- ModeratorDecember 12, 2011 at 2:55 am314
I think you need to take a step back and be certain the dog understands exactly what is expected of her, especially before adding a correction.
Here is how I would go about it :
Teach heel seeking for both left and right position ( meaning when you are stationary , if the dog is given the heel left or heel right command, she will go to the appropriate side and sit with her front feet behind your heel)
Starting with the dog in front of you , use a treat in your hand to lure her in an arc (to the side and away from your leg, behind your heel and then turning the dog to face forward) raise hand up to encourage dog to sit when her paws are in the appropriate heel position and reward.
Once she is easily lured into position , give the heel command prior to luring. You will be able to fade off of the lure and give the verbal command.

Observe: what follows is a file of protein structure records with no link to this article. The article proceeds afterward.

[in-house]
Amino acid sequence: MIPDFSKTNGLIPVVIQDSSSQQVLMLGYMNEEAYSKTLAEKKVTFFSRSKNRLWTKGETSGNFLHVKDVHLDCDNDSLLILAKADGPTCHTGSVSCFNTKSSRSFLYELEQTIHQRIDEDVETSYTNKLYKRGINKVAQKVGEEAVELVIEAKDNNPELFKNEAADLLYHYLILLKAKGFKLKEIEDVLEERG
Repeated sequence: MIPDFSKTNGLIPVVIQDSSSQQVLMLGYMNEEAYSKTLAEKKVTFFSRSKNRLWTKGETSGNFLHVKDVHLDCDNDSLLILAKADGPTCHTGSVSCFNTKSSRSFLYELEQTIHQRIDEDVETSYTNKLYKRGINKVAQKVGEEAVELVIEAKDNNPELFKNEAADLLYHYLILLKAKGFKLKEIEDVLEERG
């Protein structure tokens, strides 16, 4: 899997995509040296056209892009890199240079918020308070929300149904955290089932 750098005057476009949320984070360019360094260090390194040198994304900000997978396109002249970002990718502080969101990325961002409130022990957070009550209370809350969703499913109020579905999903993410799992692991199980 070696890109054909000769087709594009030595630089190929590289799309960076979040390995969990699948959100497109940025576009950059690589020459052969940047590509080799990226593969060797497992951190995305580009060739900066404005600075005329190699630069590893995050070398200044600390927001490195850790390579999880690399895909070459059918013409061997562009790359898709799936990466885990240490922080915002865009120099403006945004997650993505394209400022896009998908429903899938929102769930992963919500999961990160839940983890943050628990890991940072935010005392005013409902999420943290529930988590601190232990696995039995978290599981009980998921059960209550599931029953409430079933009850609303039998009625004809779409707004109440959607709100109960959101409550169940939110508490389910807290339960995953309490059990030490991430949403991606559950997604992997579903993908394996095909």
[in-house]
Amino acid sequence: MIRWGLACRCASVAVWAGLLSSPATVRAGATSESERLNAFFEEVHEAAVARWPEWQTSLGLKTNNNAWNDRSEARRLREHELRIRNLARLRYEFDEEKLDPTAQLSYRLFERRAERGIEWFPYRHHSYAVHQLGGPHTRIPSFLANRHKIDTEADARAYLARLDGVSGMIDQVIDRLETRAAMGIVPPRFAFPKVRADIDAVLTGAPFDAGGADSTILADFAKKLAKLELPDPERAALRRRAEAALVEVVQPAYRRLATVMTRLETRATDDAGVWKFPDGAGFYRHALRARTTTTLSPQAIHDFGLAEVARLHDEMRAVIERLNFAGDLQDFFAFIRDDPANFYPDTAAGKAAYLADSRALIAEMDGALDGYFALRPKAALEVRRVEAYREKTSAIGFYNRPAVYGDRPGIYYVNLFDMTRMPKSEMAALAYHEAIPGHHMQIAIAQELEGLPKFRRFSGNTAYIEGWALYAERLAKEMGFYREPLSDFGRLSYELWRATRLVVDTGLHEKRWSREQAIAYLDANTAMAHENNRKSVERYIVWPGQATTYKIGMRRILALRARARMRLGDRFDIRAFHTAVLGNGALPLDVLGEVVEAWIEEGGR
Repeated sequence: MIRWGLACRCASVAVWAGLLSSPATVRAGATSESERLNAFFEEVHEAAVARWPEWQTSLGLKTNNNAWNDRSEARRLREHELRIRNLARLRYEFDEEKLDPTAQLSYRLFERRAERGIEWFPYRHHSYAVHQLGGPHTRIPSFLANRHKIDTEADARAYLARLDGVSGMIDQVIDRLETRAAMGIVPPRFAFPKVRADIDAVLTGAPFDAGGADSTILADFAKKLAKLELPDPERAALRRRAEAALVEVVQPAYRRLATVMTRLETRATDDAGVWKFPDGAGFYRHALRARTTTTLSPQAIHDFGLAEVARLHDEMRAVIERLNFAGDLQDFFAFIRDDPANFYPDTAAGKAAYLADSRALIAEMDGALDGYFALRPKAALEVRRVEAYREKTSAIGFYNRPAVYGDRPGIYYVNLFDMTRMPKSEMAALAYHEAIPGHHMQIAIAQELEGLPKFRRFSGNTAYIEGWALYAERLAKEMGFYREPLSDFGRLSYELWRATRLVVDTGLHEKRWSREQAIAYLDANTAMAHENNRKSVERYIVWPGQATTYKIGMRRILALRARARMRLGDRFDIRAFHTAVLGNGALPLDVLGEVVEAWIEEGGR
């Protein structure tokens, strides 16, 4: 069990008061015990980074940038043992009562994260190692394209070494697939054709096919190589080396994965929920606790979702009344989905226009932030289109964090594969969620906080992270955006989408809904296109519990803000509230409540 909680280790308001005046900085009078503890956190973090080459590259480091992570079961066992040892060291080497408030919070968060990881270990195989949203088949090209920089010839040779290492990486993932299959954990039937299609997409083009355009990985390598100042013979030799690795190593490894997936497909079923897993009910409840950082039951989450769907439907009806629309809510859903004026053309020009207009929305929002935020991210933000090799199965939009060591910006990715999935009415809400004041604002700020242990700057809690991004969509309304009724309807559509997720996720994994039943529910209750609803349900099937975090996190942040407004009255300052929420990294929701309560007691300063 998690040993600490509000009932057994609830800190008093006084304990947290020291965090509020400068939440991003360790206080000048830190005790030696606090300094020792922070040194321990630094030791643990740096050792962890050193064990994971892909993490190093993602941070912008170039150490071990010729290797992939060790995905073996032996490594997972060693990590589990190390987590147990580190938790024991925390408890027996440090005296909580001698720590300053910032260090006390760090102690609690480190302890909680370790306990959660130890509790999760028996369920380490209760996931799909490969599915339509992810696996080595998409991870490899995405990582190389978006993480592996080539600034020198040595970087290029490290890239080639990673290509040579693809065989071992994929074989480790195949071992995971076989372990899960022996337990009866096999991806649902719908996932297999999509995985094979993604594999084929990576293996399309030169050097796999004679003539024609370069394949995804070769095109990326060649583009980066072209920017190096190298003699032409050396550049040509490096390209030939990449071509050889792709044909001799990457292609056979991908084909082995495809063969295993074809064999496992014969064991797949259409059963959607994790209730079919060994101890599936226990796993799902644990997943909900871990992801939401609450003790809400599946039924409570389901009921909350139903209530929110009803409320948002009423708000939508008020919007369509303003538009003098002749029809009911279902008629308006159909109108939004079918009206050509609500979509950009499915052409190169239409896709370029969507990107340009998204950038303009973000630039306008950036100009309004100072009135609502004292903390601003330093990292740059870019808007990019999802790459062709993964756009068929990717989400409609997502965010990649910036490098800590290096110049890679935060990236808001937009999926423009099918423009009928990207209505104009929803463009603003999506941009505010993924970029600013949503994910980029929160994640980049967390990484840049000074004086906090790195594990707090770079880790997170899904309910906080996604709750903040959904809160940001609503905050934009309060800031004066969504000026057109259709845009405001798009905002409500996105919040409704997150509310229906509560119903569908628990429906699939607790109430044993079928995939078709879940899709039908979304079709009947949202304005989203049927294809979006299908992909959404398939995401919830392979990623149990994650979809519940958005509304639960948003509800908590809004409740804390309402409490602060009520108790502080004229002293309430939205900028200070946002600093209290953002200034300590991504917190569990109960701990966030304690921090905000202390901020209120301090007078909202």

When she can find the heel spot on command for either side, then start practicing the switch while standing still
Use treats to help her associate switching from 1 side to the other.
With dog in left heel position, give command for heel right while reaching back with treat in right hand to your left pocket and lure the dog into the heel right position.
When dog is doing well continue to practice in same manner but while in motion.
I would not give any correction until you are certain the dog has a clear understanding of what you want and have completed phase 2 heeling.
Keep in mind as well that E collar correction won’t give the dog any help with regards to spatial direction. When you are correcting with a phase 2 collar such as a starmark or a pinch collar, the correction helps guide the dog back into place. Once a phase 2 correction is understood for heel , then you move on to teaching phase 3 heel correction with a remote.
If you follow steps in this manner, you shouldn’t have to prompt (cue) the dog with leash correction to switch. I wouldn’t worry about the dog cueing on the leash changing hands without correction, as ultimately this will always happen when the dog is on leash.
Hope this helps!
keep us posted!